Phase Difference in Physics

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Phase differences in physics will likely be measured by revolutions. Find out about phase difference in physics with help from an applied physics professional in this free video clip.

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Video Transcript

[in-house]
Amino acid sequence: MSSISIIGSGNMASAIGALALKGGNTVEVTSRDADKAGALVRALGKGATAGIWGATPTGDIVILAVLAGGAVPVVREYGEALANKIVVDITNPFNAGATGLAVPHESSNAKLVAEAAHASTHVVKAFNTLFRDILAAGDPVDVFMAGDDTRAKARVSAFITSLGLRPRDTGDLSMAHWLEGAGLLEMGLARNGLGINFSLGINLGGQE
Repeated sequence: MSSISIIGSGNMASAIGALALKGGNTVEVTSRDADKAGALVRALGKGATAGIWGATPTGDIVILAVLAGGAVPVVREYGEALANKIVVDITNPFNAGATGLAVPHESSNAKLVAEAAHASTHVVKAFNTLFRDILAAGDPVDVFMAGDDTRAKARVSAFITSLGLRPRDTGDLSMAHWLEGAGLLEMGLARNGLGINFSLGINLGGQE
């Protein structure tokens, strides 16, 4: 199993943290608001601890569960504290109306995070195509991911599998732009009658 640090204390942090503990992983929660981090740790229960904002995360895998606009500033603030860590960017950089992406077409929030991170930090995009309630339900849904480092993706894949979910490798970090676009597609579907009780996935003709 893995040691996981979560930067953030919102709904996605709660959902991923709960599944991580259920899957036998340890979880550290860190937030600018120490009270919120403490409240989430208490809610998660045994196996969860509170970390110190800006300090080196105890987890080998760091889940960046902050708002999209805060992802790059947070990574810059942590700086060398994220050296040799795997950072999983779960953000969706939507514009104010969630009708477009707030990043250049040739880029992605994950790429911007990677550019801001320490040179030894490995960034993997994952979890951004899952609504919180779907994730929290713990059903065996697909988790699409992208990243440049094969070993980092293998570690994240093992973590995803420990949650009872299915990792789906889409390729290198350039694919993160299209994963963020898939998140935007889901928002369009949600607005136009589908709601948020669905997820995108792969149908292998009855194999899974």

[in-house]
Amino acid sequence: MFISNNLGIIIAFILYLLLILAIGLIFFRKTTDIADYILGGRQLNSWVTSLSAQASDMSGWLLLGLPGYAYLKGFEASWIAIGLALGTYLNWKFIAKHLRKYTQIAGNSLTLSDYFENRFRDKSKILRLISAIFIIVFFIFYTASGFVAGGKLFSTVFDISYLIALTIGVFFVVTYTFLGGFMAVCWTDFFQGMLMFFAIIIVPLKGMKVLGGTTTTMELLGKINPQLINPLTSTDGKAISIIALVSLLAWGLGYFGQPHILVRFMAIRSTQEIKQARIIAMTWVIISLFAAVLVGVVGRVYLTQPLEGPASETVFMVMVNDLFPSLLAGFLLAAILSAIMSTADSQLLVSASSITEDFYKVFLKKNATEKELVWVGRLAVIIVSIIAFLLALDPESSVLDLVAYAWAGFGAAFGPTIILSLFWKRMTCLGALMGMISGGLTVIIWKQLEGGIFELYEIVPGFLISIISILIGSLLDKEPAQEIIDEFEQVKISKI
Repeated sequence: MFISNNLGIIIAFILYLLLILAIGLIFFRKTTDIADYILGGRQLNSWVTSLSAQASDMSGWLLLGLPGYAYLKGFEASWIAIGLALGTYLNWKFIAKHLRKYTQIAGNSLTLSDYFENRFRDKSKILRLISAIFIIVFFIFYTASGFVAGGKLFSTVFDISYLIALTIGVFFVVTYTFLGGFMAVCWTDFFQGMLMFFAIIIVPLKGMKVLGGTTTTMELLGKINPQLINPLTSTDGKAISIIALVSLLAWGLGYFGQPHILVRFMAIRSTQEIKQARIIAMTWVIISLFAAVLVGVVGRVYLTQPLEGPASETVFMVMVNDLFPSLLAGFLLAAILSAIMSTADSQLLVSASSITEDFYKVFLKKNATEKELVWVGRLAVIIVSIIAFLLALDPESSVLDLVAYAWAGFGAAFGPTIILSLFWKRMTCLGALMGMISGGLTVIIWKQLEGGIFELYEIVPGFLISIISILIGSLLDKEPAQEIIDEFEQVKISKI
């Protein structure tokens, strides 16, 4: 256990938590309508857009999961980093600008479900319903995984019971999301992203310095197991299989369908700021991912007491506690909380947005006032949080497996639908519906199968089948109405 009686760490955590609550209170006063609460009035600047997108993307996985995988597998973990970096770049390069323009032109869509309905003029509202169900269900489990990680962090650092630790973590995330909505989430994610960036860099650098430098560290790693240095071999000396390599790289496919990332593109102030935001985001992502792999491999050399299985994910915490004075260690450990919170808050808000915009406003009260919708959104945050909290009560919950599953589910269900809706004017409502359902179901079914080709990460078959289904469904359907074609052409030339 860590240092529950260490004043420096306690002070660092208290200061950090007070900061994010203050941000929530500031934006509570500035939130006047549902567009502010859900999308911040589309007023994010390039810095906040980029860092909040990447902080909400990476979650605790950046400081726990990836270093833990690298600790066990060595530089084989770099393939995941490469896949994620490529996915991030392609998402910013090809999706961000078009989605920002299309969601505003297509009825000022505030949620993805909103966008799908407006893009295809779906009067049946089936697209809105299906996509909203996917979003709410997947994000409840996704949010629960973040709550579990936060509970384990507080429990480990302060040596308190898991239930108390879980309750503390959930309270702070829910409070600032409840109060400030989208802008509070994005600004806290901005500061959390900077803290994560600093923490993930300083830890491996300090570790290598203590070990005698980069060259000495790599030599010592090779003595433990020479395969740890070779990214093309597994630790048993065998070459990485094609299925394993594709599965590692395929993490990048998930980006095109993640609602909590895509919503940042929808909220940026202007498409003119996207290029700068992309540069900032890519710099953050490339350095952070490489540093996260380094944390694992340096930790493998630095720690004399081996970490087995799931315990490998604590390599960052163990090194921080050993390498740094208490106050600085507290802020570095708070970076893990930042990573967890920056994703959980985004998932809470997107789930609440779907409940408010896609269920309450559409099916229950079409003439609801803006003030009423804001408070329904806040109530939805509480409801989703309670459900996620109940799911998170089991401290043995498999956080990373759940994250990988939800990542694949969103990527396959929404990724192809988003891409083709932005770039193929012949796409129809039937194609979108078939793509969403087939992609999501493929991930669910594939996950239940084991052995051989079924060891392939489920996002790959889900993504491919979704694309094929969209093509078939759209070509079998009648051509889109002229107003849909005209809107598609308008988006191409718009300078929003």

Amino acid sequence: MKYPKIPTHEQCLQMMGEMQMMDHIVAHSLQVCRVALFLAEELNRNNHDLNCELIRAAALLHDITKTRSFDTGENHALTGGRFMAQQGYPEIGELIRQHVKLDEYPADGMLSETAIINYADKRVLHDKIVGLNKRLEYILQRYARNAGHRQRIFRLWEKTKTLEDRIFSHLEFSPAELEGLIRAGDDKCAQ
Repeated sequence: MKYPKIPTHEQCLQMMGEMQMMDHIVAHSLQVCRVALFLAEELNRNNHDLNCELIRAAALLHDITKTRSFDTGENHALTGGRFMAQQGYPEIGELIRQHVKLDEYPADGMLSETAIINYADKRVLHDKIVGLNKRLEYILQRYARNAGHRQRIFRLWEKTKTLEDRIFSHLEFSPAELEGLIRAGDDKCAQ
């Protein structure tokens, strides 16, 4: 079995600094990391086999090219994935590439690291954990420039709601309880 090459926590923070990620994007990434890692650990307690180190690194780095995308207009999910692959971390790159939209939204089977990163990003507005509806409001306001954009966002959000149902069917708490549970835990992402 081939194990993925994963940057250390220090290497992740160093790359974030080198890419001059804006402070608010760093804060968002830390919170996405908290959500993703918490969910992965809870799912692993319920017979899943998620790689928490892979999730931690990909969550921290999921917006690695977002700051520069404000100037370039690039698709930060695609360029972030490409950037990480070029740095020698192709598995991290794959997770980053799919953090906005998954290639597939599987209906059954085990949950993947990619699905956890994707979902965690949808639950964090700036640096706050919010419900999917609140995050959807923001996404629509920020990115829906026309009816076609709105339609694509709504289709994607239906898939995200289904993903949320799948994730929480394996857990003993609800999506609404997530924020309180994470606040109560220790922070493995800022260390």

Hello. My name is Walter Unglaub and this is phase difference in physics. So here I have a plot of 2 oscillatory functions that oscillate in time and you could probably recognize this one as sine where it starts at zero, increases and then decreases and completes one revolution. And if time is measured in radiance this would be 2Pi and this point right here of course the first intersection, would be half of that. So just Pi. And let's say I have a different signal that is offset. So if we compare the peaks we see that there is a phase difference. They're not in phase, they're out of phase. So how can we describe this mathematically. Well, Y1 which is my sine function would simply be A times sine Omega T. Here A is the amplitude, Omega is the angular frequency but here I'm assuming Omega to simply be equal to 1. So I have sine in terms of just time. Now my second function I can write, assuming that it's the same amplitude, as A sine, Omega T plus a phase difference. Plus because the phase difference of this second signal is offset to the left of the original signal. If it was offset to the right then I would be writing minus Phi. Now we can see that Phi has to be given in terms of the angular frequency Omega, and this change in time, this difference in time between the 2 peaks. So our phase difference will be equal to Omega, Delta T. But if we know Omega in this particular case is equal to 1 because I'm using units of radiance for time, then my phase difference will simply be equal to the change in time. So what is this difference? Well, it's equal to this difference; the difference between when the rising slopes intersect with the T axis. So if this is 2Pi and this is Pi, right in the middle is 3Pi over 2. So Delta T is equal to 2Pi or 4 Pi over 2 minus 3Pi over 2 which is equal to simply Pi over 2. That would be my phase difference. Now I can understand in the unit circle why co-sine which is the horizontal component is separated in angle by 90 degrees or Pi over 2 from sine which is the vertical component. It's all due to this phase difference between a sine function and in this case what turned out to be a co-sine function. So co-sine is simple sine but with an added phase difference that is equal to Pi over 2. And this is very useful in understanding how separated two signals are in time or in space if you plot the signals with respect to space. My name is Walter Unglaub and this is phase difference in physics.


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